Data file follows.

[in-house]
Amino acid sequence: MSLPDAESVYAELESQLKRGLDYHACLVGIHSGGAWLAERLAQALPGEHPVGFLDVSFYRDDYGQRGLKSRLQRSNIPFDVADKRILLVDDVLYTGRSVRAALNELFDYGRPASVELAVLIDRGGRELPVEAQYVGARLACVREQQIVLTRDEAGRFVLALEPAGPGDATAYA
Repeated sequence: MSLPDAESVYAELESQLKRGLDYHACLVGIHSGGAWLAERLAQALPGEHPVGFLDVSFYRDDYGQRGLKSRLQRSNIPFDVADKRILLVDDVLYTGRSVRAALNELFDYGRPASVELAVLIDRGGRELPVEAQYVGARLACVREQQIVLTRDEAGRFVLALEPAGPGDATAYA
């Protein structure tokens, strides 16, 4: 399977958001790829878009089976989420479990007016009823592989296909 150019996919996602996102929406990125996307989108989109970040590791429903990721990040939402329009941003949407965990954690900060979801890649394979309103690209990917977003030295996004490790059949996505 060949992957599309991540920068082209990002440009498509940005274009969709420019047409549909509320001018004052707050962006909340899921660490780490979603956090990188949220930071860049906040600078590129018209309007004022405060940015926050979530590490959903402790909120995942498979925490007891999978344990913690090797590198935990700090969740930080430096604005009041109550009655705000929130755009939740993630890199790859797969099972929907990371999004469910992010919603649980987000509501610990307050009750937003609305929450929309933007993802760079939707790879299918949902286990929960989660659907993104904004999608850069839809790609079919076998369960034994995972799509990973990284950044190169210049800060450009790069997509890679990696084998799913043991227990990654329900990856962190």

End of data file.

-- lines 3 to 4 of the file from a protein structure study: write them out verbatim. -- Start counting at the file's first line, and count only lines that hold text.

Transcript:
Repeated sequence: MSLPDAESVYAELESQLKRGLDYHACLVGIHSGGAWLAERLAQALPGEHPVGFLDVSFYRDDYGQRGLKSRLQRSNIPFDVADKRILLVDDVLYTGRSVRAALNELFDYGRPASVELAVLIDRGGRELPVEAQYVGARLACVREQQIVLTRDEAGRFVLALEPAGPGDATAYA
């Protein structure tokens, strides 16, 4: 399977958001790829878009089976989420479990007016009823592989296909 150019996919996602996102929406990125996307989108989109970040590791429903990721990040939402329009941003949407965990954690900060979801890649394979309103690209990917977003030295996004490790059949996505 060949992957599309991540920068082209990002440009498509940005274009969709420019047409549909509320001018004052707050962006909340899921660490780490979603956090990188949220930071860049906040600078590129018209309007004022405060940015926050979530590490959903402790909120995942498979925490007891999978344990913690090797590198935990700090969740930080430096604005009041109550009655705000929130755009939740993630890199790859797969099972929907990371999004469910992010919603649980987000509501610990307050009750937003609305929450929309933007993802760079939707790879299918949902286990929960989660659907993104904004999608850069839809790609079919076998369960034994995972799509990973990284950044190169210049800060450009790069997509890679990696084998799913043991227990990654329900990856962190």